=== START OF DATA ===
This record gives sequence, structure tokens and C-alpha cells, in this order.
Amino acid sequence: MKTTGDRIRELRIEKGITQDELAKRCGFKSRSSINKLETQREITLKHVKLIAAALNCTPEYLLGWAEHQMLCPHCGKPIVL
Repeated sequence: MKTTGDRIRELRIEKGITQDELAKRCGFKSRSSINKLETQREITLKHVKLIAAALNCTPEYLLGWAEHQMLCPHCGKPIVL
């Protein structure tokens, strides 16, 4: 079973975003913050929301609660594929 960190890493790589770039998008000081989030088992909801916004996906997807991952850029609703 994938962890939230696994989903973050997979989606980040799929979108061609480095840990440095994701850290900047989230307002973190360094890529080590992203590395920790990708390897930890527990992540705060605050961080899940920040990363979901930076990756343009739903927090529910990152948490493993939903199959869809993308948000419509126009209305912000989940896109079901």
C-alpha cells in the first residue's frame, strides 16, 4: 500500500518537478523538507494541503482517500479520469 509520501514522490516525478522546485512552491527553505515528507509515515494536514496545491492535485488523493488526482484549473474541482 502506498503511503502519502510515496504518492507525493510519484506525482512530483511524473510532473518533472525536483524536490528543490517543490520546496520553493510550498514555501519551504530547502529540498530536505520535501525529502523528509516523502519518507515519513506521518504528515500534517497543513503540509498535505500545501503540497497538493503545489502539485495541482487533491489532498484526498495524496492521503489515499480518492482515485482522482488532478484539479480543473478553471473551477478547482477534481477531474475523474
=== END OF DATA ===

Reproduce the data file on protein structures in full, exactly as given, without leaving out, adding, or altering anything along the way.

This record gives sequence, structure tokens and C-alpha cells, in this order.
Amino acid sequence: MKTTGDRIRELRIEKGITQDELAKRCGFKSRSSINKLETQREITLKHVKLIAAALNCTPEYLLGWAEHQMLCPHCGKPIVL
Repeated sequence: MKTTGDRIRELRIEKGITQDELAKRCGFKSRSSINKLETQREITLKHVKLIAAALNCTPEYLLGWAEHQMLCPHCGKPIVL
């Protein structure tokens, strides 16, 4: 079973975003913050929301609660594929 960190890493790589770039998008000081989030088992909801916004996906997807991952850029609703 994938962890939230696994989903973050997979989606980040799929979108061609480095840990440095994701850290900047989230307002973190360094890529080590992203590395920790990708390897930890527990992540705060605050961080899940920040990363979901930076990756343009739903927090529910990152948490493993939903199959869809993308948000419509126009209305912000989940896109079901």
C-alpha cells in the first residue's frame, strides 16, 4: 500500500518537478523538507494541503482517500479520469 509520501514522490516525478522546485512552491527553505515528507509515515494536514496545491492535485488523493488526482484549473474541482 502506498503511503502519502510515496504518492507525493510519484506525482512530483511524473510532473518533472525536483524536490528543490517543490520546496520553493510550498514555501519551504530547502529540498530536505520535501525529502523528509516523502519518507515519513506521518504528515500534517497543513503540509498535505500545501503540497497538493503545489502539485495541482487533491489532498484526498495524496492521503489515499480518492482515485482522482488532478484539479480543473478553471473551477478547482477534481477531474475523474